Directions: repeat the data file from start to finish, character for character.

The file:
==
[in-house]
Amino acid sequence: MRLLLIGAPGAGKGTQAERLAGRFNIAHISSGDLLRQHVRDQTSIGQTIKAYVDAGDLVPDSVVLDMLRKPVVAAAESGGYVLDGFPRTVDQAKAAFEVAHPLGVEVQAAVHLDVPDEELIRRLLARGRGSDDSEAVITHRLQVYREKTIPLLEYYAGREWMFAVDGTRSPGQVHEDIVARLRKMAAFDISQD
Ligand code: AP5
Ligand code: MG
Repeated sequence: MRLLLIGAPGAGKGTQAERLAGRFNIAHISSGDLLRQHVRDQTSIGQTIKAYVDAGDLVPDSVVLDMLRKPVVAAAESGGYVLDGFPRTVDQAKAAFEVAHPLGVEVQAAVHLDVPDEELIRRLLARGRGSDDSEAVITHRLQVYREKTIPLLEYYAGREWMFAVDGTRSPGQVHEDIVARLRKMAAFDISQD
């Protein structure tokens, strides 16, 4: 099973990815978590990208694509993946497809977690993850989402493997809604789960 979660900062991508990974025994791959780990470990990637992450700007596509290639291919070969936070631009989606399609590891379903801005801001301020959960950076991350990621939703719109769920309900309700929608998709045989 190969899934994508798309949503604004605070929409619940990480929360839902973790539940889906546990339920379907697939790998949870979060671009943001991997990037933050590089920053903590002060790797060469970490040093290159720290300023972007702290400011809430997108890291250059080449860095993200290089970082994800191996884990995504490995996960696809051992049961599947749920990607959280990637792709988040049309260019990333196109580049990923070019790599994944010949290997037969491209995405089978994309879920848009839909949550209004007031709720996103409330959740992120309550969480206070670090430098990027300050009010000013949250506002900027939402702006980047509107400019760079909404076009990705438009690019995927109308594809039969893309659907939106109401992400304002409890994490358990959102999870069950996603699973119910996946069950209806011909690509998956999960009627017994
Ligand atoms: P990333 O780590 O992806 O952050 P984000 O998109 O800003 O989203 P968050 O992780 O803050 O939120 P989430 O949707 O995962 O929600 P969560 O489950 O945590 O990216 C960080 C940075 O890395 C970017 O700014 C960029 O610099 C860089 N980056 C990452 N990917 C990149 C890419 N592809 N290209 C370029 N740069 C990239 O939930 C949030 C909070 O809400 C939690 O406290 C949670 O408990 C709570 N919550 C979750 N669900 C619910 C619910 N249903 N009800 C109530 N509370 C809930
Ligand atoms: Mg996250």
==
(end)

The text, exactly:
[in-house]
Amino acid sequence: MRLLLIGAPGAGKGTQAERLAGRFNIAHISSGDLLRQHVRDQTSIGQTIKAYVDAGDLVPDSVVLDMLRKPVVAAAESGGYVLDGFPRTVDQAKAAFEVAHPLGVEVQAAVHLDVPDEELIRRLLARGRGSDDSEAVITHRLQVYREKTIPLLEYYAGREWMFAVDGTRSPGQVHEDIVARLRKMAAFDISQD
Ligand code: AP5
Ligand code: MG
Repeated sequence: MRLLLIGAPGAGKGTQAERLAGRFNIAHISSGDLLRQHVRDQTSIGQTIKAYVDAGDLVPDSVVLDMLRKPVVAAAESGGYVLDGFPRTVDQAKAAFEVAHPLGVEVQAAVHLDVPDEELIRRLLARGRGSDDSEAVITHRLQVYREKTIPLLEYYAGREWMFAVDGTRSPGQVHEDIVARLRKMAAFDISQD
């Protein structure tokens, strides 16, 4: 099973990815978590990208694509993946497809977690993850989402493997809604789960 979660900062991508990974025994791959780990470990990637992450700007596509290639291919070969936070631009989606399609590891379903801005801001301020959960950076991350990621939703719109769920309900309700929608998709045989 190969899934994508798309949503604004605070929409619940990480929360839902973790539940889906546990339920379907697939790998949870979060671009943001991997990037933050590089920053903590002060790797060469970490040093290159720290300023972007702290400011809430997108890291250059080449860095993200290089970082994800191996884990995504490995996960696809051992049961599947749920990607959280990637792709988040049309260019990333196109580049990923070019790599994944010949290997037969491209995405089978994309879920848009839909949550209004007031709720996103409330959740992120309550969480206070670090430098990027300050009010000013949250506002900027939402702006980047509107400019760079909404076009990705438009690019995927109308594809039969893309659907939106109401992400304002409890994490358990959102999870069950996603699973119910996946069950209806011909690509998956999960009627017994
Ligand atoms: P990333 O780590 O992806 O952050 P984000 O998109 O800003 O989203 P968050 O992780 O803050 O939120 P989430 O949707 O995962 O929600 P969560 O489950 O945590 O990216 C960080 C940075 O890395 C970017 O700014 C960029 O610099 C860089 N980056 C990452 N990917 C990149 C890419 N592809 N290209 C370029 N740069 C990239 O939930 C949030 C909070 O809400 C939690 O406290 C949670 O408990 C709570 N919550 C979750 N669900 C619910 C619910 N249903 N009800 C109530 N509370 C809930
Ligand atoms: Mg996250």